2010 Federal Australian Elections 43 replies

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Commissar MercZ

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29th January 2005

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#1 8 years ago

This event has taken place, but not resolved. As we need an injection of some other political concerns outside the United States, I think this is a fitting political manner. I don't know much about this beyond what the media and other sources are telling me (and I'm only aware of obvious issues such as the economy or the issue about internet censorship), so some discussion should shed some light.

For those who want a quick run down-

Following the power play within Labor that resulted in PM Kevin Rudd's downfall and replacement by Julia Gillard as PM back in June (the reasons for why this exactly happened is up to who you ask). A general election was set for August.

The two main groupings are

-Labor Party -The Liberal/National Coalition

Contending seats in both the lower and upper houses. The lower house has single-member seats (i.e. first past the post) while the upper house has a proportional system.

Representing the token centre-left and right in countries, respectively. Results indicate a hung parliament, the first since 1940.

Taking a look at various results, both blocs have failed to reach on their own the 76 seat threshold in the lower house and the 39 seats in the Senate.

Live Results - 2010 Federal Election - ABC News (Australian Broadcasting Corporation)

In the House Labor: 71/72 Liberal/National: 71/73 Greens: 1 Others: 4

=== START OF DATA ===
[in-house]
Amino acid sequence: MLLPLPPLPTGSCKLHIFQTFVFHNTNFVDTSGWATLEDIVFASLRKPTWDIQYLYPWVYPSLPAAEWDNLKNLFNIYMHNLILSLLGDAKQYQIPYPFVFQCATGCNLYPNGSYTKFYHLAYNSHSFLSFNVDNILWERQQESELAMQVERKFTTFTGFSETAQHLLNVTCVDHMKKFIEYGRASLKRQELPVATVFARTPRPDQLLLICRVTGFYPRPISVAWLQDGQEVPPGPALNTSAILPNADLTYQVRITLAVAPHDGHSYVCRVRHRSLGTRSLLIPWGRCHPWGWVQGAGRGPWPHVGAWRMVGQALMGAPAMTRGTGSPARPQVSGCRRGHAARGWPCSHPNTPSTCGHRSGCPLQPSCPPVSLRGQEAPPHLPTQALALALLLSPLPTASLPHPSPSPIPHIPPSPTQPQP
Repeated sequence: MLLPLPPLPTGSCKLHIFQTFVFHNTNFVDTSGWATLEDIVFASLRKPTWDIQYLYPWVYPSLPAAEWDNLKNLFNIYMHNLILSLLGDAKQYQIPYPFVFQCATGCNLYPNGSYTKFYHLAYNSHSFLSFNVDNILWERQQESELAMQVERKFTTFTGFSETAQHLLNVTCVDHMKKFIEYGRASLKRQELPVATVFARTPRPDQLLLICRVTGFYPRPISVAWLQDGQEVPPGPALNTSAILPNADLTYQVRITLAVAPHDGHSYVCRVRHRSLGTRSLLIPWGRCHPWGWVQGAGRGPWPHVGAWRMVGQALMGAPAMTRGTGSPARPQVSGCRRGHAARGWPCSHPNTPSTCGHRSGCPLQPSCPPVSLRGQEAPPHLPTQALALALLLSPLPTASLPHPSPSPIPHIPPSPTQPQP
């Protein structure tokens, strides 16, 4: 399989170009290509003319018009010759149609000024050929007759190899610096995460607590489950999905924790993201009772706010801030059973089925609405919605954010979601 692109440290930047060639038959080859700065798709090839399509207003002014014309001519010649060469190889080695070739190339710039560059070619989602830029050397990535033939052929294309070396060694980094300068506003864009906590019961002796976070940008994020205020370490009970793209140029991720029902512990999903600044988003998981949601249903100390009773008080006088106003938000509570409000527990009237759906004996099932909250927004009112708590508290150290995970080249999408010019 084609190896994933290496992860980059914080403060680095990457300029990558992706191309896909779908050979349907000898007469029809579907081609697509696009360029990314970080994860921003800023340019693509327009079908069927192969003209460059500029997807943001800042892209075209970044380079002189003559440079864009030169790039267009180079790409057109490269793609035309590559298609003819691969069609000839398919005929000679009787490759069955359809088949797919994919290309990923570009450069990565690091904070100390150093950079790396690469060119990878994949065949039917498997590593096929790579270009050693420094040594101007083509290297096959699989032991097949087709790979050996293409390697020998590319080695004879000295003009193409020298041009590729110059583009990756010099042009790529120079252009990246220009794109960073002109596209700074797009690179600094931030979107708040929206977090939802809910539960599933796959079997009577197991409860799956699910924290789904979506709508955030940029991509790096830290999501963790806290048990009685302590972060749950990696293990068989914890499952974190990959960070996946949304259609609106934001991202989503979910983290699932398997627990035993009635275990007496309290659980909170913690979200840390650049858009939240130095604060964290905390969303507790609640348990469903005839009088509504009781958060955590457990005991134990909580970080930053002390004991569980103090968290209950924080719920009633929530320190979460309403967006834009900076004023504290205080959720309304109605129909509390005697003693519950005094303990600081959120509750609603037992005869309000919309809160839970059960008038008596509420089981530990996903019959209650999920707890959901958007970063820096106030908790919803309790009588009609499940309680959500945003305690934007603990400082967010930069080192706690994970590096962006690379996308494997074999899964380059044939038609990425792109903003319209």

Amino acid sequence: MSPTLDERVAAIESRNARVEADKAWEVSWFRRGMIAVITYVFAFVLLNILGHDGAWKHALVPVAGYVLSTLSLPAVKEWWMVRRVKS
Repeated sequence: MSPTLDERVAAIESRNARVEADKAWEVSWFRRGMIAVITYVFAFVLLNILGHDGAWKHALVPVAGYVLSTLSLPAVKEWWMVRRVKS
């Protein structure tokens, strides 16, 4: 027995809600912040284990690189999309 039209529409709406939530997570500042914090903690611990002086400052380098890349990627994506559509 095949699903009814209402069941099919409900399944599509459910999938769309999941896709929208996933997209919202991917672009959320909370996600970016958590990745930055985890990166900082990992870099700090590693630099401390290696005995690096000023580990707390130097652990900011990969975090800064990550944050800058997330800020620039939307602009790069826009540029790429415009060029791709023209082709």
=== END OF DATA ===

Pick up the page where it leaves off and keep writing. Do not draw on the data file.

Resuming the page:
In the Senate Labor: 31 Liberal/National: 34 Greens: 9 Others: 2

For the first two, the second number represents an estimate that a seat that had not been allocated at first is likely to go to that party. "Others" are independents.

As such both blocks are now going to form a government by making overtures to independents and Greens in both houses.

Which will be more likely? Which would you prefer? Are all the parties involved incompetent?




jackripped

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#2 8 years ago

All l can say is the australian people, [ us ] were given a very poor selection of choices, and both parties did nothing but bicker instead of bringing good policies to bear, Labour has the NBN program, the only real policy to come to light in this election.




Commissar MercZ

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#3 8 years ago
jackripped;5383007All l can say is the australian people, [ us ] were given a very poor selection of choices, and both parties did nothing but bicker instead of bringing good policies to bear, Labour has the NBN program, the only real policy to come to light in this election.

Care to expand on what the "NBN Program" is?




Mihail VIP Member

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#4 8 years ago

national broadcasting network is my guess, I really don't know anything but either party though, so I really can't make a better comment.




ScOrPY VIP Member

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#5 8 years ago

National Broadband Network, our broadband is way behind :(

And agreed with jackripped, we have no hope with politicians on a federal and state level.




Commissar MercZ

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#6 8 years ago

That was the impression I was getting by some news reports that were interviewing journalists, analysts, and people themselves. There didn't seem to be much confidence in the main parties, (more so than usual).




jackripped

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#7 8 years ago